Batteries are the ever-present power sources that the modern world relies on. From single-use button cells to rechargeable car batteries, these devices can be tailored to meet seemingly any energy demand. As intermittent renewable energy generation becomes more prevalent, large battery reserves could help to smooth the electricity supply. They have extremely fast response times, can be run with small operational costs, and their modular nature makes it possible to update such reserves as the grid evolves.
In 2017, the self-promoted “largest battery in the world” was constructed in South Australia to increase grid stability during the extreme weather events common to the region. The Hornsdale Power Reserve, as it’s officially called, uses lithium-ion batteries and was constructed by Tesla, Inc. for a total cost of A$90 million. It is a battery bank used to smooth the output of the neighbouring Hornsdale Wind Farm. Two years later, the reserve had been successful enough that the operating company, Neoen, increased capacity by 50 per cent to a full 185 MWh. Commercial operation of the expanded capacity is expected to start within the next few months.
However, this expansion cost nearly as much as the initial build of the reserve at A$71 million. This is because of a major flaw with battery energy storage: their capacity is relatively limited and costly to increase, in large part because power generation and storage are coupled within the same, expensive device.
Flow batteries are designed to work around this problem. Particular chemicals are kept as a concentrated solution in storage tanks, then pumped into a central unit containing the electrodes and other components that harness the chemical reactions to produce electricity. The unit therefore operates in a similar way to a standard battery, except that it is being constantly replenished with new, unreacted chemicals. It runs in reverse to recharge.
Increasing the capacity of a flow battery simply requires larger tanks or a more concentrated solution. Compared to conventional batteries, recharging is much less damaging, allowing for many more charge–discharge cycles to be performed, and some can be near fully charged or discharged without negative consequence. Further there is less self-discharge, allowing energy to be stored for up to a month. However, it is difficult to avoid some unwanted chemical reactions, which lower the efficiency, as does the energy requirement of pumping. Flow batteries therefore, are less efficient than conventional batteries on short timescales but can store energy for longer if needed.
Flow batteries can be split into two major categories by the class of active chemical they use – metallic or organic. The former is well established and are mostly vanadium-based devices. Compared to other flow batteries they have good efficiency and have few unwanted chemical reactions. However, they need close thermal regulation, which decreases system efficiency, and have a low energy density. The raw materials are also generally more expensive compared to traditional battery materials such as lithium or lead.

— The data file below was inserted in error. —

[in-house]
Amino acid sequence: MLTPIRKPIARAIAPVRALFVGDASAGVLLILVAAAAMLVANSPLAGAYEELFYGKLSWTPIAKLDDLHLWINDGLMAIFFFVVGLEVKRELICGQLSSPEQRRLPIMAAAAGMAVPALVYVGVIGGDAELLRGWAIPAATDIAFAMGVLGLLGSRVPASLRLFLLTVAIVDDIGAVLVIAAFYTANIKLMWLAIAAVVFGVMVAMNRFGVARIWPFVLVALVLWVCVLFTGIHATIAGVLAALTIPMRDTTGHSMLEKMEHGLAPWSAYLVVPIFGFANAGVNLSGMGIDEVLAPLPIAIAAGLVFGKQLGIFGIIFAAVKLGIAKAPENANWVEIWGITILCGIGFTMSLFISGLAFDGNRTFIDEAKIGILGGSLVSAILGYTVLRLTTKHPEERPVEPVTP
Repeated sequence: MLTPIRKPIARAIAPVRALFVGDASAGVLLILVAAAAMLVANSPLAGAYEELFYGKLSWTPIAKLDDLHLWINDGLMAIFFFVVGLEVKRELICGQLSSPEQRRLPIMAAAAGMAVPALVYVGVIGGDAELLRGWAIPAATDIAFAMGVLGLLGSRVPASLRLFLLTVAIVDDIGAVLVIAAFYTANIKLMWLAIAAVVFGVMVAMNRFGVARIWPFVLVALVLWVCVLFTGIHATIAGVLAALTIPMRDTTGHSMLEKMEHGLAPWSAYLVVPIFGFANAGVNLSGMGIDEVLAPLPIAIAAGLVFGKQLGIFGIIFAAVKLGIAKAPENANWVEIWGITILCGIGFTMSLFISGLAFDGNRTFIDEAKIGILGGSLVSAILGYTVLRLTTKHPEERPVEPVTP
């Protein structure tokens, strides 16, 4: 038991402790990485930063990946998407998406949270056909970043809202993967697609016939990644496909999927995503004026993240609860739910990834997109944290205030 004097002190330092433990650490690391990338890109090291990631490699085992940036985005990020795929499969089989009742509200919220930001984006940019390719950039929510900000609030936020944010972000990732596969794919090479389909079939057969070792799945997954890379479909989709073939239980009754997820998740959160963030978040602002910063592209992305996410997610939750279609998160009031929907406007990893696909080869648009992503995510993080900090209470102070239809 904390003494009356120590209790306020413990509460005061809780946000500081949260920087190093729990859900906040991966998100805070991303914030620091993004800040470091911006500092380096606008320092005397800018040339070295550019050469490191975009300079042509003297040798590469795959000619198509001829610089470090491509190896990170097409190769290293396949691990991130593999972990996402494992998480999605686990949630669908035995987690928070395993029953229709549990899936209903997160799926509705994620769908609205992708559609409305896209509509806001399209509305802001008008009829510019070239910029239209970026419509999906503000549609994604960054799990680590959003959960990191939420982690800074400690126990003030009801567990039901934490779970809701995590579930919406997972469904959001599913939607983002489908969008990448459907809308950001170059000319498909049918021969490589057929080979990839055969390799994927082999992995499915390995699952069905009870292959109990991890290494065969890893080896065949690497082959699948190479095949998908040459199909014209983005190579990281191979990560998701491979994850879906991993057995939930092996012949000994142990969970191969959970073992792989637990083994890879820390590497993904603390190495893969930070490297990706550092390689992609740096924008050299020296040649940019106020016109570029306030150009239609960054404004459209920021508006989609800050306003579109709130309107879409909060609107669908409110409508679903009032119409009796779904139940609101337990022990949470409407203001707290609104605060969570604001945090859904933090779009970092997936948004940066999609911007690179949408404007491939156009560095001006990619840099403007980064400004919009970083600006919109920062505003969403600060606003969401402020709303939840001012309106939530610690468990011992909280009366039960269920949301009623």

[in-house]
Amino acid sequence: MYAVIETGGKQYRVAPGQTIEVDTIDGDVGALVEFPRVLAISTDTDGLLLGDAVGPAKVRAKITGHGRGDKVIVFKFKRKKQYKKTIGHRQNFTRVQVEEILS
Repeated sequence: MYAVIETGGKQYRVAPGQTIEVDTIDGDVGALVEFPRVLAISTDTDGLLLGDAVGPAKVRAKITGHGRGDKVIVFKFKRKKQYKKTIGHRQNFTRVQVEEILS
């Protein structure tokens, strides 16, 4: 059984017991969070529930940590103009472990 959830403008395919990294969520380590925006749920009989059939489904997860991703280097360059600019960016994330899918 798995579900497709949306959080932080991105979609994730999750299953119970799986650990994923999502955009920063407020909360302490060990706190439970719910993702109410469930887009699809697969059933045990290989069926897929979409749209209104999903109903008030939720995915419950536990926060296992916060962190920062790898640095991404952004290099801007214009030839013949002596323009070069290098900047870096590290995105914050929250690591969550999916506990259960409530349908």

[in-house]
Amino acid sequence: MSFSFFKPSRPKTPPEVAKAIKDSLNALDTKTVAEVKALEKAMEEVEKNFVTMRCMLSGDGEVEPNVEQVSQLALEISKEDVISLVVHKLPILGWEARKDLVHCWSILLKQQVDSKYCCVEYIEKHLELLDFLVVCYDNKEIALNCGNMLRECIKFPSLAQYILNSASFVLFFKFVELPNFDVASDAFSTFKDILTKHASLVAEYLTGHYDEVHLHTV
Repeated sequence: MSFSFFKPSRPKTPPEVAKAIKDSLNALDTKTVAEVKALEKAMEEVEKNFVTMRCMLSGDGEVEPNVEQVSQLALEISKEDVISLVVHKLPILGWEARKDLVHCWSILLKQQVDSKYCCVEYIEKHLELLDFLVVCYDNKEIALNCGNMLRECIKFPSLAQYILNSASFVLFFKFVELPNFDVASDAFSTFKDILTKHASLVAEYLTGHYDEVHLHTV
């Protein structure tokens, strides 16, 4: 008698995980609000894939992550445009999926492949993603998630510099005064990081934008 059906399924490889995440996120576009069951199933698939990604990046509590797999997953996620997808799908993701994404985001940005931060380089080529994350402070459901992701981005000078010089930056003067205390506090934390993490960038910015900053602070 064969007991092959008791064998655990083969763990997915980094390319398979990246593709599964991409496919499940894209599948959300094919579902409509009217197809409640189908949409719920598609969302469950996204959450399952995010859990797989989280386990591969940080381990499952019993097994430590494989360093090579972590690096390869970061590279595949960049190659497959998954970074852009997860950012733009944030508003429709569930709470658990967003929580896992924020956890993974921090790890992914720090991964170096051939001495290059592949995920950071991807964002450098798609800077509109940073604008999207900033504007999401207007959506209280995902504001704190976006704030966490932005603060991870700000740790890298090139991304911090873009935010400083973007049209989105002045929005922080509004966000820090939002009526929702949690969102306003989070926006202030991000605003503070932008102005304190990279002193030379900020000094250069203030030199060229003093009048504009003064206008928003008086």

Organic flow batteries are less expensive, requiring cheaper components within the central unit as well as being cheaper as a raw material. A basic calculation by Huskinson et al. showed that a given organic flow battery operated at a third the price of a similar vanadium flow battery per kilowatt-hour. However, the long-term stability of organic molecules is questionable, leading to shorter lifetimes for such devices.
Flow batteries can certainly support the model of operation found at the Hornsdale Power Reserve. But it is also possible to couple a flow-battery system to a solar farm directly, removing overall complexity and regaining some efficiency. Instead of producing an electrical current, solar cells can be used to induce the chemical reaction that usually occurs during active charging of a battery. During times of lower demand, the charge is stored in the tanks of the flow battery, and in turn released during times of higher demand. Flow batteries are able to support this due to their extremely high tolerance of the charge-discharge cycle, and it would put less stress on a grid management system that would otherwise be trying to balance separate production and storage facilities. However, the process is still in development, and yet to reach an efficiency level that makes it viable.
As the future requires the use of more renewable energy, the need will increase for ways to reduce its inherent intermittence. Flow-batteries already have the potential to meet that need, and new variants of the technology are always being developed. It may eventually be possible to directly couple them to solar panels to reduce the complexity and inefficiency of such a system. However, that advanced technology has a long way to go yet. If their efficiency can be increased, they could quickly become a key technology that allows for a greener, reliable grid.
Greenbarrel, March 2020